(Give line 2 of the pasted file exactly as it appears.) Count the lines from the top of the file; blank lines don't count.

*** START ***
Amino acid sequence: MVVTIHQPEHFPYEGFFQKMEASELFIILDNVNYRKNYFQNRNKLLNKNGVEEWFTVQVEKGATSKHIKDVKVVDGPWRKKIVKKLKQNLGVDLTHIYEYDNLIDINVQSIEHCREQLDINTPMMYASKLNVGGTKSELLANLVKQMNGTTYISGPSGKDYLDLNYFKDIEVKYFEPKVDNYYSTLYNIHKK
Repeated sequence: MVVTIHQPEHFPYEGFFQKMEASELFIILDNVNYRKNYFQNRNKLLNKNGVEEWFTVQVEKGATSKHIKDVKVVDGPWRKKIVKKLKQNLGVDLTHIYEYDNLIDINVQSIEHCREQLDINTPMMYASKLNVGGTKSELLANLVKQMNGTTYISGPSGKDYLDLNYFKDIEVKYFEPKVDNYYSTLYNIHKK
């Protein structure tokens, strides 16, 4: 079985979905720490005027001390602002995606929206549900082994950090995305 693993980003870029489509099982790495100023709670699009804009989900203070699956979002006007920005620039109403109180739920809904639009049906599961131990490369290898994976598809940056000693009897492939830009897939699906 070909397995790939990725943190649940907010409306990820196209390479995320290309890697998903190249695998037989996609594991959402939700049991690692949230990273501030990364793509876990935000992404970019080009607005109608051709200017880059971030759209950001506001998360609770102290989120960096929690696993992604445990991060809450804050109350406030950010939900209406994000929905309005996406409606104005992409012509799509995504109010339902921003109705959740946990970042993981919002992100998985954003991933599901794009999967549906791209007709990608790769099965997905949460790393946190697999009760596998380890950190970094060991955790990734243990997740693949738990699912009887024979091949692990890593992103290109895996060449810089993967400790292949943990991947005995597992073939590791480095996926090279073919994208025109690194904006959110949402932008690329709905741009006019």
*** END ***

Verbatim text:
Repeated sequence: MVVTIHQPEHFPYEGFFQKMEASELFIILDNVNYRKNYFQNRNKLLNKNGVEEWFTVQVEKGATSKHIKDVKVVDGPWRKKIVKKLKQNLGVDLTHIYEYDNLIDINVQSIEHCREQLDINTPMMYASKLNVGGTKSELLANLVKQMNGTTYISGPSGKDYLDLNYFKDIEVKYFEPKVDNYYSTLYNIHKK